From the archives: Stories to step up your snake savviness

Eastern hog-nosed snake (Photo by Ken Towle)

Eastern hog-nosed snake (Photo by Ken Towle)

July 13, 2015 | by Wendy Ho | 0 Comments

Did you know that July 16 is World Snake Day? While snakes may not be your typical poster child of all things cute and cuddly, they are fascinating and admirable in their own way. Celebrate snakes with us by learning about these slithery creatures.

Hop on social media and share these 12 tweetable facts about Canadian snakes.

See how Nature Conservancy of Canada staff conducted a summer-long monitoring study on queen snakes and wood turtles in southern Ontario.

And check out the featured species gallery for a description of what species of snakes might be in your area.

  • In Canada, the blue racer is only found on Pelee Island (Photo by Ron Gould/OMNR)
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    Blue racer, Pelee Island, Ontario (Photo by Ron Gould/OMNR)
  • The northern brownsnake is primarily nocturnal and grows up to 50 cm (Photo by Mike VanValen)
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    Northern brownsnake (Photo by Mike VanValen)
  • Eastern foxsnakes can both swim and climb trees (Photo by Ryan M. Bolton)
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    Eastern foxsnake, Ontario (Photo by Ryan M. Bolton)
  • The red-bellied snake is primarily nocturnal, living along forest edges (Photo by Ryan M. Bolton)
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    Red-bellied snake, Ontario (Photo by Ryan M. Bolton)
  • Northern watersnakes are excellent swimmers; the Lake Erie watersnake is a subspecies of the northern (Photo by NCC)
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    Northern watersnake, Northern Bruce Peninsula, Ontario (Photo by NCC)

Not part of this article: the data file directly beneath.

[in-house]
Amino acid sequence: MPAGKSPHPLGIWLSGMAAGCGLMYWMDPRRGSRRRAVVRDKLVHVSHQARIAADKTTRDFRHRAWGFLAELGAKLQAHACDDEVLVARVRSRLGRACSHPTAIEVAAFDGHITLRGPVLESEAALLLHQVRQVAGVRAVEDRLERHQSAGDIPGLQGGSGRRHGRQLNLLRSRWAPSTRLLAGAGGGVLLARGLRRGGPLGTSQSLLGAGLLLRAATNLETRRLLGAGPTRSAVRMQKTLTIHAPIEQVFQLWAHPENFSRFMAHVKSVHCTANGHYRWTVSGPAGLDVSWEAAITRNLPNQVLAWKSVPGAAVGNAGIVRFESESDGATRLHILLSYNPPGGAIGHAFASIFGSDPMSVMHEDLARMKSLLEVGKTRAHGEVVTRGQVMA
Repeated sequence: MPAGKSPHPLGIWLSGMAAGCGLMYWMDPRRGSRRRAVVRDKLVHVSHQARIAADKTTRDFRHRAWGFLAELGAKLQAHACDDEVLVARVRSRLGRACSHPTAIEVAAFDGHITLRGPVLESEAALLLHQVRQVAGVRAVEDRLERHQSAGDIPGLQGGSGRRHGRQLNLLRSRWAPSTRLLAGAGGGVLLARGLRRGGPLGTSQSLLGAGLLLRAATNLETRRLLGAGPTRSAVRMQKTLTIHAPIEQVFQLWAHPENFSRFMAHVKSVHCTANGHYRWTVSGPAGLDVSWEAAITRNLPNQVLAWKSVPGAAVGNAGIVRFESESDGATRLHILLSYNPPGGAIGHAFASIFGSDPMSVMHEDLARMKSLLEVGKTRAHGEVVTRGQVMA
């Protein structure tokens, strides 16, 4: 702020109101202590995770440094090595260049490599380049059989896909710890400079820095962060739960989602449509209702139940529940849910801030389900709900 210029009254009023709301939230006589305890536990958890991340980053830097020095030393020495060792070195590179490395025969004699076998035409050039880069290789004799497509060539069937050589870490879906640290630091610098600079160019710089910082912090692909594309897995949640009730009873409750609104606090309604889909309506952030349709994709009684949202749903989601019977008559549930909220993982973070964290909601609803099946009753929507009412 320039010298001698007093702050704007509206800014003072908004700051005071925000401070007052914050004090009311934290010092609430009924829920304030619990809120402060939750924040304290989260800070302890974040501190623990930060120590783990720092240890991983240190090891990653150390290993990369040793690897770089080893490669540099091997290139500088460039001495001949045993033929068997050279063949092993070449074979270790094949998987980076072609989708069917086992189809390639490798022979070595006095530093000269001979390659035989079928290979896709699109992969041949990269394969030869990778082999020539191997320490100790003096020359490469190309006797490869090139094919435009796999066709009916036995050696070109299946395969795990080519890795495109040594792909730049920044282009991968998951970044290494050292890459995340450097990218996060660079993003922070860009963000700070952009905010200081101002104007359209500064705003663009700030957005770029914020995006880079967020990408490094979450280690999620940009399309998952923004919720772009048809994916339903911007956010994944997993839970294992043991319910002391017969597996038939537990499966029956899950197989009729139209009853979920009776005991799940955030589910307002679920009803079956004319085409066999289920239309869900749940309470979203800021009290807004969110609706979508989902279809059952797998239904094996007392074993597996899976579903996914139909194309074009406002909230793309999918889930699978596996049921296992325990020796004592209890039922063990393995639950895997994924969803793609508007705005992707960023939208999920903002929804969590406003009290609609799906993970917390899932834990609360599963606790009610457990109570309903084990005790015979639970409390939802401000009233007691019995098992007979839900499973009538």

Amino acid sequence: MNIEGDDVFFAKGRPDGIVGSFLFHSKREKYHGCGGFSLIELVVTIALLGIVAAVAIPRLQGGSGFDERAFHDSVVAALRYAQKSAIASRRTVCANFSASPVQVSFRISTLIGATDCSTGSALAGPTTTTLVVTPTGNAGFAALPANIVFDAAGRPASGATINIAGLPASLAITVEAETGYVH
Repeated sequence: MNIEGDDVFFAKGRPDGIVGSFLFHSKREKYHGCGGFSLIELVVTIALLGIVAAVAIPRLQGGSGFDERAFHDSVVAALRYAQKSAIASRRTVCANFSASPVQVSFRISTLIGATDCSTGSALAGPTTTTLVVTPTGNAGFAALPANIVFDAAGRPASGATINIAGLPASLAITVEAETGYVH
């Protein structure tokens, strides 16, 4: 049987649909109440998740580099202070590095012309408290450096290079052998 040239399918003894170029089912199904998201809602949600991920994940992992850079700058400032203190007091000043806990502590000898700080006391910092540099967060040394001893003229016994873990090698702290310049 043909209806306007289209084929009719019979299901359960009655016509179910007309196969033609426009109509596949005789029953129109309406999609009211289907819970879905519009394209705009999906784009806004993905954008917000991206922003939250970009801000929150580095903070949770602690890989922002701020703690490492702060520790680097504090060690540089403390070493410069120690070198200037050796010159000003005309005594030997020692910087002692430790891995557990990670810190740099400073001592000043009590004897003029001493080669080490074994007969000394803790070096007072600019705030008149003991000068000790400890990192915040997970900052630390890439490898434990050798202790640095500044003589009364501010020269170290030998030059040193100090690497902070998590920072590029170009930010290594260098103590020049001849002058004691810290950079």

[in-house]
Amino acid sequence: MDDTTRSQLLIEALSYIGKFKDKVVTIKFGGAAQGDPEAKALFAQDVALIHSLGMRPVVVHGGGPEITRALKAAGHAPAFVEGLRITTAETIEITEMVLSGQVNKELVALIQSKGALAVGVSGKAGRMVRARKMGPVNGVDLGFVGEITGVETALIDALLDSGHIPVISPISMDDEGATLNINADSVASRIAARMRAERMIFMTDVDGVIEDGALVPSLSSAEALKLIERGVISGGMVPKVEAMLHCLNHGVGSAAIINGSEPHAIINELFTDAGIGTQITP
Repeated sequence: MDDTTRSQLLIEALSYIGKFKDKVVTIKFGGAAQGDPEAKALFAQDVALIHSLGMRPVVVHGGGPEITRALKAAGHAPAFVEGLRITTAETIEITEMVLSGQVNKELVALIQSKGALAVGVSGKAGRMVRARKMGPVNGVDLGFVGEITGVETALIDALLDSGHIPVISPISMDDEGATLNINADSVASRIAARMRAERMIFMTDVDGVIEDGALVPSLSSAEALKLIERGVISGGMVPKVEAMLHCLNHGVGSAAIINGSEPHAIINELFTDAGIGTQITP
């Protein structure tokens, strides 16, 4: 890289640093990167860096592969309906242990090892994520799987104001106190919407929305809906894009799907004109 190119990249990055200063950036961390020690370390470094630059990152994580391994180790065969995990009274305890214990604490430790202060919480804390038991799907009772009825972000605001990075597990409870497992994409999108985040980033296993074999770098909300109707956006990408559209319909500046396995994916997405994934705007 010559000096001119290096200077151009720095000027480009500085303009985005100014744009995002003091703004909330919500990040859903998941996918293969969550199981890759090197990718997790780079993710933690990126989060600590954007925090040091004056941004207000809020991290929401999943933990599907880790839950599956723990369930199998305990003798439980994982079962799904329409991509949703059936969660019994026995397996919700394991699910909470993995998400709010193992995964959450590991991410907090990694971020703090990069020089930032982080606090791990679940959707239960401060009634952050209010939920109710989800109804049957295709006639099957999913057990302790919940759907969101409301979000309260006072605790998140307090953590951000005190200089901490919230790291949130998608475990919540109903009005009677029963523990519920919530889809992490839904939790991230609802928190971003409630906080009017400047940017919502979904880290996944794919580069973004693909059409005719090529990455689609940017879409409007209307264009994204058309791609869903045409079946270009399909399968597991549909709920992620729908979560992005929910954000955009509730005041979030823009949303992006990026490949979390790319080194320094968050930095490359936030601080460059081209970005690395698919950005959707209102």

• The common gartersnake is the most widely distributed reptile in Canada (Photo by NCC)
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    Common gartersnake, Manitoulin Island, Ontario (Photo by NCC)
  • In Canada, Butler's gartersnake is found only in Ontario; it is easily confused with the common gartersnake and northern ribbonsnake (Photo by Dan Mullen)
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    Butler's gartersnake (Photo by Dan Mullen)
  • The northern ribbonsnake can be differentiated from the gartersnakes by the white spot in front of its eye (Photo by Jon Fife)
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    Northern ribbonsnake (Photo by Jon Fife)
  • The red-sided gartersnake is considered a subspecies of the common gartersnake (Photo by Ben Lowe)
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    Red-sided gartersnake (Photo by Ben Lowe)
  • The harmless eastern hog-nosed snake will mimic cobras and rattlesnakes to ward off threats (Photo by Ben Lowe)
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    Eastern hog-nosed snake (Photo by Ben Lowe)
  • The eastern hog-nosed snake even goes so far as to play dead when threatened, putting on a whole show of writhing before rolling over (Photo by Natalie McNear)
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    An eastern hog-nosed snake playing dead (Photo by Natalie McNear)
  • Queen snakes are usually found near streams where their food of choice - crayfish - can be easily found (Photo by Joe Crowley/OMNR)
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    Queen snake, Ontario (Photo by Joe Crowley/OMNR)
  • The smooth greensnake is excellently camouflaged among shrubs and grasses (Photo by NCC)
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    Smooth greensnake, Manitoulin Island, Ontario (Photo by NCC)
  • The gray ratsnake is Canada's largest snake and spends a lot of time high up in trees (Photo by Ryan M. Bolton)
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    Gray ratsnake, Ontario (Photo by Ryan M. Bolton)
  • The ring-necked snake is primarily nocturnal and feeds largely on redback salamanders (Photo by Ben Lowe)
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    Ring-necked snake (Photo by Ben Lowe)
  • Distinguishable by its rattle, the eastern massasauga is Ontario's only venemous snake but is generally not aggressive (Photo by Ryan M. Bolton)
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    Eastern massassauga, Ontario (Photo by Ryan M. Bolton)
  • The milksnake is a constrictor though it likes to vibrate its tail like a rattlesnake when threatened (Photo by Ryan M. Bolton)
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    Milksnake, Ontario (Photo by Ryan M. Bolton)

 

About the Author

Wendy Ho is Nature Conservancy of Canada's editorial coordinator.

Read more about Wendy Ho.

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